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A divinatory, screen-fold almanac used to cast horoscopes and discern the future.    For the Sang are given their first named in life after the day upon which they were born. Similarly, those named individuals can figure out what an individual’s future life might entail. More than discovering hidden meanings in current and past events; everyday folks derive their given day-name when they are ritually bathed by a daykeeper (tonalpouhque) four days after ones birth.

Document Structure


The 260-day count starts in the lower left hand corner of page one, one row up from the bottom. The top and bottom rows have mantic and ritual information related to the five days listed between them. The cells contain the day-sign in the order of:
1) Cipactli
2) Ehecatl
3) Calli
4) Cuetzpallin
5) Coatl
6) Miquiztli
7) Mazatl
8) Tochtli
9) Atl
10) Itzcuintli
11) Ozomatli
12) Malinalli
13) Acatl
14) Ocelotl
15) Cuauhtli
16) Cozcacuauhtli
17) Ollin
18) Tecpatl
19) Quiahuitl
20) Xochitl
  As it is a long strip that is folded at intervals, the first 13-day period continues across the first two pages and then the second 13-day period continues across pages 3 and 4. This process continues until the end of page 26. Therefore, the 20 trecenas that make up the 260 days are shown in totality.


These day-signs and glyphs are part of an artificial system in allusion to human pregnancy. These are sacred periods of time dedicated to any number of supernaturals and as a means of organizing yearly activities such as the collecting of tribute and determining when principal rituals are conducted.   Portions of the tonalamatl pages are dedicated to the patron deities of these particular 13-day periods. These include the:
  • Rain and water deities of Atlcahualo, Tozoztontli, Etzalcualiztli, Tecuihuitontli, Tepeilhuitl and Atemoztli.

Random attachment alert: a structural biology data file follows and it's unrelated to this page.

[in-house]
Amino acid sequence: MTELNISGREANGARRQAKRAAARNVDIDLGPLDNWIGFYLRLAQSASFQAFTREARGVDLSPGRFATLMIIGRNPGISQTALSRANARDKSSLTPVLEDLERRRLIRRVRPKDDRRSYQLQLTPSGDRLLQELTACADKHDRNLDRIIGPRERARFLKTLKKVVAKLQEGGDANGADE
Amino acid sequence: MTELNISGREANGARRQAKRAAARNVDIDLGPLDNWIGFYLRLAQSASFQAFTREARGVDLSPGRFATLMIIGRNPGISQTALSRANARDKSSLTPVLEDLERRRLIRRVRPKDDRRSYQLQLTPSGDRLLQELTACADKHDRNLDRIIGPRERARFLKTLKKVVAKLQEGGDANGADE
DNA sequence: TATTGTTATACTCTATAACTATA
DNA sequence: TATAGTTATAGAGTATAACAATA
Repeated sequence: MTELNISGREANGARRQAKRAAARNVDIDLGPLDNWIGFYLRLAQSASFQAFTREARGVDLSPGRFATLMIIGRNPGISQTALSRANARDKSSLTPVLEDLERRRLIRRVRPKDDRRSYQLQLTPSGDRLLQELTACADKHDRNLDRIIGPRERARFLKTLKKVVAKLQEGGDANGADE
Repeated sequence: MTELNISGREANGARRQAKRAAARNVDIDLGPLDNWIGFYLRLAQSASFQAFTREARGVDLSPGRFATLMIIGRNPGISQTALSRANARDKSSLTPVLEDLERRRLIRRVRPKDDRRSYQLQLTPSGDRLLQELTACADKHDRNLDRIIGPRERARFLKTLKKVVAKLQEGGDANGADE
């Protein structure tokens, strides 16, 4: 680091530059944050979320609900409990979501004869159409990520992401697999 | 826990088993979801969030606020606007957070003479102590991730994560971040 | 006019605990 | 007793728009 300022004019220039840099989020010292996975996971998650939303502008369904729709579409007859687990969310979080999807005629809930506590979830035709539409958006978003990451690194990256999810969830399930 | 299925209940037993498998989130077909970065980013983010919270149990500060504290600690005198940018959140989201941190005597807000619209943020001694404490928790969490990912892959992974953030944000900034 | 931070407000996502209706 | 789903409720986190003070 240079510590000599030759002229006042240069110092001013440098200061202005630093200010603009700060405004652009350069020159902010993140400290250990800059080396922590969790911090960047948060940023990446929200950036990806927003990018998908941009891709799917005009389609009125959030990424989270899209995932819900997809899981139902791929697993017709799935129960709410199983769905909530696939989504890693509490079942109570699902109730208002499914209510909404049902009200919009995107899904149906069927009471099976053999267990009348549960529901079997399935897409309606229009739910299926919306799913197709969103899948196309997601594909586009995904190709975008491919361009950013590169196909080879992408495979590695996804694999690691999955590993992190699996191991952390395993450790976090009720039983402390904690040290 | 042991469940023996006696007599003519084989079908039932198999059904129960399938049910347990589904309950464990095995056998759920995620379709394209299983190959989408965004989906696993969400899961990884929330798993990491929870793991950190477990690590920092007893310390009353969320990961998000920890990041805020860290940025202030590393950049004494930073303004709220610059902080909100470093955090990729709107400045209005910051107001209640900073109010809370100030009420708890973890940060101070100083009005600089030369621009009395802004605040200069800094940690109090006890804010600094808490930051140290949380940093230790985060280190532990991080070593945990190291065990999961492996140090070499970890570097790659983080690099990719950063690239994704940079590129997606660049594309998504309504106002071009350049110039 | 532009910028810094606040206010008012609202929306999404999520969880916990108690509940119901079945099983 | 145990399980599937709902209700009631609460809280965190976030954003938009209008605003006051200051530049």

• Earth and agricultural deities of Hueytozoztli, Hueytecuilhuitl, Ochpaniztli and Tititl.
  • Fire deities of Izcalli, Xocotlhuetzi and Teotleco.
  In addition, there are other supernatural traditions associated with hunting, warfare, and authority including Tlacaxipehualiztli, Toxcatl, Tlaxochimaco, Quecholli and Panquetzaliztli.

Publication Status


Possession of the text is generally restricted to the priesthood. Though some are more stingy with showcasing it than others and can get highly offended at petty offenses.

Historical Details


The tonalamatl is structured around the sacred 260-day year: the tonalpohualli. This 260-day year consists of 20 trecena of 13 days each. Each page of a tonalamatl represents one trecena adorned with a painting of that trecena's reigning deity and decorated with the 13 day-signs and 13 other glyphs.



It is a cycle most similar to the solar calendar's 365/6-day years. It also means turquoise or greenstone artists regularly used small turquoise blue dots or painted blue gems to represent years. Every cycle is called the xiuhpohualli made up of eighteen twenty-day periods.   These eighteen xihuitl are called by specific names that reference great religious observances and festivals celebrated during their course or at their conclusion.
  1. Atlcahualo
  2. Tlacaxipehualiztli
  3. Tozoztontli
  4. Hueytozoztli
  5. Toxcatl
  6. Etzalcualiztli
  7. Tecuilhuitontli
  8. Huey Tecuilhuitl
  9. Tlaxochimaco
  10. Xocotlhuetzi
  11. Ochpaniztli
  12. Teotleco
  13. Tepeilhuitl
  14. Quecholli
  15. Panquetzaliztli
  16. Atemoztli
  17. Tititl
  18. Izcalli

Alternate Names
  • Book of the Days
  • Pages of Days
  • Day Counts
Text, Religious
Signatories (Organizations)
Triple Alignment
Organization | Jan 18, 2021
Sang Picture Writing
Language | Dec 12, 2020

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